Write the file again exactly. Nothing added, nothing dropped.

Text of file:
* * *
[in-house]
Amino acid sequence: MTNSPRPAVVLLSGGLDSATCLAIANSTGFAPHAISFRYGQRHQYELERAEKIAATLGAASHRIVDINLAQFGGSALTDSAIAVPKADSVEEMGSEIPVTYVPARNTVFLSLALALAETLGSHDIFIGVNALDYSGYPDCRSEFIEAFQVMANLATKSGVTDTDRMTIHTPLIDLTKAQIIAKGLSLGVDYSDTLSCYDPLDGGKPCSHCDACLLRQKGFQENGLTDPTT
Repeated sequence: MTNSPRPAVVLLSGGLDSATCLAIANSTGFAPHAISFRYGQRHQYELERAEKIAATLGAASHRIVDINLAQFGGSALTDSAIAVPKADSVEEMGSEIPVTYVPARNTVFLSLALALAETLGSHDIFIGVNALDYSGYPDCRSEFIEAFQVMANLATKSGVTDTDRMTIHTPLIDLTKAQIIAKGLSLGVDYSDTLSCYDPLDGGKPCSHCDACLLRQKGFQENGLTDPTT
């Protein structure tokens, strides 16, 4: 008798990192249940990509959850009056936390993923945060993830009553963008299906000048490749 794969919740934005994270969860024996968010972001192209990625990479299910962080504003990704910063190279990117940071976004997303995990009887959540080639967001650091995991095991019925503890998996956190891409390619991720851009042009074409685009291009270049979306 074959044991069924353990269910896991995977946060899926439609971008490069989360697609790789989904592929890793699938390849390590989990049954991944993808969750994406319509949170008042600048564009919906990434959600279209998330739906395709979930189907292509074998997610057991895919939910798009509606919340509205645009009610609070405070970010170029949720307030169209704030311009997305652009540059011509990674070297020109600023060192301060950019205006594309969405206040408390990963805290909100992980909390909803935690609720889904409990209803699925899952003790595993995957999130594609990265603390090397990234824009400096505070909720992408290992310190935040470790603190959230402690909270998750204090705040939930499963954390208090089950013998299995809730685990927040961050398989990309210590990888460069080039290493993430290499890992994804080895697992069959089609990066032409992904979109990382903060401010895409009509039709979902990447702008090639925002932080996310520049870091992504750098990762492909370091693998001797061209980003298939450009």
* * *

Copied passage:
[in-house]
Amino acid sequence: MTNSPRPAVVLLSGGLDSATCLAIANSTGFAPHAISFRYGQRHQYELERAEKIAATLGAASHRIVDINLAQFGGSALTDSAIAVPKADSVEEMGSEIPVTYVPARNTVFLSLALALAETLGSHDIFIGVNALDYSGYPDCRSEFIEAFQVMANLATKSGVTDTDRMTIHTPLIDLTKAQIIAKGLSLGVDYSDTLSCYDPLDGGKPCSHCDACLLRQKGFQENGLTDPTT
Repeated sequence: MTNSPRPAVVLLSGGLDSATCLAIANSTGFAPHAISFRYGQRHQYELERAEKIAATLGAASHRIVDINLAQFGGSALTDSAIAVPKADSVEEMGSEIPVTYVPARNTVFLSLALALAETLGSHDIFIGVNALDYSGYPDCRSEFIEAFQVMANLATKSGVTDTDRMTIHTPLIDLTKAQIIAKGLSLGVDYSDTLSCYDPLDGGKPCSHCDACLLRQKGFQENGLTDPTT
């Protein structure tokens, strides 16, 4: 008798990192249940990509959850009056936390993923945060993830009553963008299906000048490749 794969919740934005994270969860024996968010972001192209990625990479299910962080504003990704910063190279990117940071976004997303995990009887959540080639967001650091995991095991019925503890998996956190891409390619991720851009042009074409685009291009270049979306 074959044991069924353990269910896991995977946060899926439609971008490069989360697609790789989904592929890793699938390849390590989990049954991944993808969750994406319509949170008042600048564009919906990434959600279209998330739906395709979930189907292509074998997610057991895919939910798009509606919340509205645009009610609070405070970010170029949720307030169209704030311009997305652009540059011509990674070297020109600023060192301060950019205006594309969405206040408390990963805290909100992980909390909803935690609720889904409990209803699925899952003790595993995957999130594609990265603390090397990234824009400096505070909720992408290992310190935040470790603190959230402690909270998750204090705040939930499963954390208090089950013998299995809730685990927040961050398989990309210590990888460069080039290493993430290499890992994804080895697992069959089609990066032409992904979109990382903060401010895409009509039709979902990447702008090639925002932080996310520049870091992504750098990762492909370091693998001797061209980003298939450009």